The Australian Securities and Investments Commission (ASIC) has confirmed that at least two companies were advertising their services to superannuation fund members to facilitate early release processes for fees of up to $300.
The early access process is normally free unless the superannuation fund members specifically seeks financial advice which has been capped at $300.
Answering a question on notice from a Parliamentary Committee, the regulator said it had identified two businesses operating online which had charged fees ranging from $199 to $299 for each transaction.
“… ASIC has proactively undertaken reviews of website material and social media posts to identify offers of assistance in lodging early release of superannuation applications,” it said. “We identified two businesses through this method and based on the information on their websites, the fees charged by these businesses varied from $199 to $299 for each transaction.”
“In each case, ASIC spoke with authorised representatives of these businesses to express concerns over fees being charged for a free service offered to superannuation members and asked them to stop offering this service. On both occasions, the providers agreed to remove material from their websites and stop offering to assist with early release superannuation applications for a fee,” it said.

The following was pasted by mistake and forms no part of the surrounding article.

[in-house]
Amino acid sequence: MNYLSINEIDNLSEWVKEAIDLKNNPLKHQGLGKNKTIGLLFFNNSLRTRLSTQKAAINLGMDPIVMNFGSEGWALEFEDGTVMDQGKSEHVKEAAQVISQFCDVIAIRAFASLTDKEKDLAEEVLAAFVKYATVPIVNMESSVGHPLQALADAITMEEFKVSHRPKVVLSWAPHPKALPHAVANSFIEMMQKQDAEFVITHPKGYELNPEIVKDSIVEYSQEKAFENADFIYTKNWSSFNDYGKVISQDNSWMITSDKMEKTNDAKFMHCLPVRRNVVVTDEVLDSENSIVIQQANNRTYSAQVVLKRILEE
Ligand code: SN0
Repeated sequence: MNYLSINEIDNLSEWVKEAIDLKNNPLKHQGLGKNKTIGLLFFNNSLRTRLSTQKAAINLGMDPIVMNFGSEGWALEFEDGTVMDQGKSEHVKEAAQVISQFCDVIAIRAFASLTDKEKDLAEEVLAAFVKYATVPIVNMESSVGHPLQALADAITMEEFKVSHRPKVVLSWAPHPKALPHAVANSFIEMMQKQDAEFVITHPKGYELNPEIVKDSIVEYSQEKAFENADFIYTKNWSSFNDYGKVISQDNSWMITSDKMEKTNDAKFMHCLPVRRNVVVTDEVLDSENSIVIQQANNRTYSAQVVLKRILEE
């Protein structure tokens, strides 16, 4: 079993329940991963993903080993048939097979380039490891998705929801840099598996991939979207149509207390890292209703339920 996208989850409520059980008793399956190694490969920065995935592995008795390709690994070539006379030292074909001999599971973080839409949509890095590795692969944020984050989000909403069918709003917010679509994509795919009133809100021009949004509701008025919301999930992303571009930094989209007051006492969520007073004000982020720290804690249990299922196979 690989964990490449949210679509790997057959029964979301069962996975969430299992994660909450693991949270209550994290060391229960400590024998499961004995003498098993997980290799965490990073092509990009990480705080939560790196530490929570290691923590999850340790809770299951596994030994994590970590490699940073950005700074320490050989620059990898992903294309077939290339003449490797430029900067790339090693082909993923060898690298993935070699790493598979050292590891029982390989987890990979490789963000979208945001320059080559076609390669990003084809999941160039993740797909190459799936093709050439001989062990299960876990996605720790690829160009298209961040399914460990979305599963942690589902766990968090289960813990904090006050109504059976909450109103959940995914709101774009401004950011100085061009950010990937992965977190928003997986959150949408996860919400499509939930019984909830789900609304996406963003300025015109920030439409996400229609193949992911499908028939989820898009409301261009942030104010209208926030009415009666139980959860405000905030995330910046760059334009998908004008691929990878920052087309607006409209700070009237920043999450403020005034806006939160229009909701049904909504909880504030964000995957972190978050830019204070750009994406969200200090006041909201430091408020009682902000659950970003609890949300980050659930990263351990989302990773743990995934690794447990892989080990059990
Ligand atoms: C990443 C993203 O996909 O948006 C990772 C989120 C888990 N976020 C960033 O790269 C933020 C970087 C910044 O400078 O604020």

“It may be that a person, who has paid fees to access superannuation, does not realise until much later that the payment of fees was not necessary. Therefore, any approach to ASIC or the Australian Financial Complaints Authority (AFCA) by such a person is likely to be delayed. Accordingly, we expect it may take some time until this behaviour is reported.”
“Circumstances in which a person is charged a fee in the mistaken belief that they need assistance to undertake an activity that is freely accessible can be distinguished from the provision of financial advice in relation to financial decisions, including whether to access early release of superannuation,” it said.
“In April 2020, ASIC granted relief to the financial services industry to provide affordable and timely financial advice during the COVID-19 pandemic, with the cost of early access to superannuation advice to be capped at $300. However, we understand consumers may have been charged more where additional services were provided, subject to the complexity of their individual financial circumstances.”